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Why not add CUDA forum?

This is a discussion on Why not add CUDA forum? within the General Discussions forums, part of the Community Boards category; It is C/C++ after all....

  1. #1
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    Why not add CUDA forum?

    It is C/C++ after all.
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  2. #2
    and the hat of wrongness Salem's Avatar
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    1. There are plenty of forums around which specialise in CUDA - try them instead -> CUDA forum - Google Search

    2. Adding the forum is easy, but without a good community of people to support it, it's going to die a quick death. A couple of people might ask a question or two, they go unanswered because there is no expertese here, so they go elsewhere.

    3. Any CUDA experts are going to be signed up to established CUDA forums. They're not likely just to quickly sign up here, only to find that very few questions get asked.
    If you dance barefoot on the broken glass of undefined behaviour, you've got to expect the occasional cut.
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  3. #3
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    Well that is a bad excuse. You can pretty much use it for anything you want, as few things are new in this world.

    When you started C forums wasn't there already established forums?

    Anyways no pressure, just thought I'd give that suggestion, anything that is new needs to start small.
    My Ctrl+S addiction gets in the way when using Code Blocks...

  4. #4
    and the hat of wrongness Salem's Avatar
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    Just search for C# forums and see how near to the top of the list the C# forum here is.
    c# forum - Google Search
    I didn't see our c# in the first 3 pages, which means almost nobody comes here.

    Unlike all the other forums on this board, the C# forum was created as a result of some popularity contest. Most of those who voted "for" have long since vanished. It hovers around about 1 question per day, and there are only a few people with enough skill to answer questions.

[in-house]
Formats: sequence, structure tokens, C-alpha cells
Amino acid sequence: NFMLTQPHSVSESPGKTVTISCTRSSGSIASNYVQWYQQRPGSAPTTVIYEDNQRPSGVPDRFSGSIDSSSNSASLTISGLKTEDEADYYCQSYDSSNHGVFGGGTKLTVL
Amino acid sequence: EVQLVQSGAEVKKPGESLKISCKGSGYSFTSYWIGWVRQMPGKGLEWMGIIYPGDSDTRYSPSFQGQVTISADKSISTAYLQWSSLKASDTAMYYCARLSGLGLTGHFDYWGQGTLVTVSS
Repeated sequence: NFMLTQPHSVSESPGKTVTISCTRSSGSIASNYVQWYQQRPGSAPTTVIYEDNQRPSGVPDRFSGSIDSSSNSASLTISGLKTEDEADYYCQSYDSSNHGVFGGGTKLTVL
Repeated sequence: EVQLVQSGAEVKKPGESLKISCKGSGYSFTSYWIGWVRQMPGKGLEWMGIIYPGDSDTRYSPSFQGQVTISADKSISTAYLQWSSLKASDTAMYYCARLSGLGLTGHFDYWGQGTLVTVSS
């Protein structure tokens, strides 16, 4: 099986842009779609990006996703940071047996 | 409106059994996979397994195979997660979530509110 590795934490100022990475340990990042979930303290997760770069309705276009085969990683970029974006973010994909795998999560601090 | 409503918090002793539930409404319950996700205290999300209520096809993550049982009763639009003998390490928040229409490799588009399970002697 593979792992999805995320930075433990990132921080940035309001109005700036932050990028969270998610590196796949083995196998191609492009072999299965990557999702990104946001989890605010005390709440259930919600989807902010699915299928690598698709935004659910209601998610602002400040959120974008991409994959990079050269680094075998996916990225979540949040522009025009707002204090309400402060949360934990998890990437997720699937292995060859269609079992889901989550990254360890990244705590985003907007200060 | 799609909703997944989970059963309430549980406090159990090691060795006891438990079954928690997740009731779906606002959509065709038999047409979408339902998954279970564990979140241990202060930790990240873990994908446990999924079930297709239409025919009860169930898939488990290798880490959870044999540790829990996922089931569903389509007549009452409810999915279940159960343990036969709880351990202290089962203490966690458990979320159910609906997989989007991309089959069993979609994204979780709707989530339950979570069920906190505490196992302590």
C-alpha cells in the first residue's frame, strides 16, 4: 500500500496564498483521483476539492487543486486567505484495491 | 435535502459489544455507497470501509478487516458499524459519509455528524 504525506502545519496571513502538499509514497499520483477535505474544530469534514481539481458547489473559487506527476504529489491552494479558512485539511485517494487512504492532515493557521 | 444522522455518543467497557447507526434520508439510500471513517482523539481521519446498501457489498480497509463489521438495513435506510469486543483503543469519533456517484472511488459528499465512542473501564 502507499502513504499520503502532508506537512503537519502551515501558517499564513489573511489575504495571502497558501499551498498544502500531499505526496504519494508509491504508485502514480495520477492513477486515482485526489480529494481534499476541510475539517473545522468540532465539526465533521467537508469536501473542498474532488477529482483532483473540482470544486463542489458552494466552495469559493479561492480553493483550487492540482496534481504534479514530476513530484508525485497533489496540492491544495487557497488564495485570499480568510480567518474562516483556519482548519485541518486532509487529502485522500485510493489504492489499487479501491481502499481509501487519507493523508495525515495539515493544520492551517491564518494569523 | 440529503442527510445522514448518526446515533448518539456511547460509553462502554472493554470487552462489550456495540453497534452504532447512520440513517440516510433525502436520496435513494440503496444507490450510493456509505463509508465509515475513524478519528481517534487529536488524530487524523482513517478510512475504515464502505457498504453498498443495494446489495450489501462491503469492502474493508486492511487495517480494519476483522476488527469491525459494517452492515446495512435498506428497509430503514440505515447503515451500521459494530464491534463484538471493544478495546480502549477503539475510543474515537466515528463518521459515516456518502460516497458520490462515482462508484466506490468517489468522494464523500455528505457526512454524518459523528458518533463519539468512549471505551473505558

You might have some romantic notion of "if you build it, they will come", but I don't think the real world works like that. But if you want to, plead your case directly to webmaster.


    Whereas searching for "c forum", we're right up there on the first page.

    If people started asking lots of CUDA questions (we get one or two per YEAR), AND there just happened to be lots of good CUDA answers, then at some point there would be a board split to create it's own sub-forum (like how the OS specific and networking sub-forums were split from just being "C" or "C++").
    If you dance barefoot on the broken glass of undefined behaviour, you've got to expect the occasional cut.
    If at first you don't succeed, try writing your phone number on the exam paper.
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  5. #5
    spurious conceit MK27's Avatar
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    Quote Originally Posted by JonathanS View Post
    Well that is a bad excuse.
    No, it's a very good excuse. There are no end of duplicated forums on (relatively) esoteric topics on the internet, with thread counts in the dozens even after several years, the "last post" dated a weeks ago, etc. Various aspects of web-dev are a good example of this, because there are so many divergent technologies, and at various points in time, half the general purpose web-dev forums in existence decided to dedicate a forum to topic X without much support amongst their actual user base. And there are going to be orders of magnitude more web programmers than CUDA programmers in the world.

    You know what happens because of that? Anyone with half a brain wanting to ask a question on such a topic they are newly interested in finds those forums via google, takes one look at the cobwebs, and goes straight to Stack Overflow. Which, perhaps, is the best place for certain relatively esoteric questions.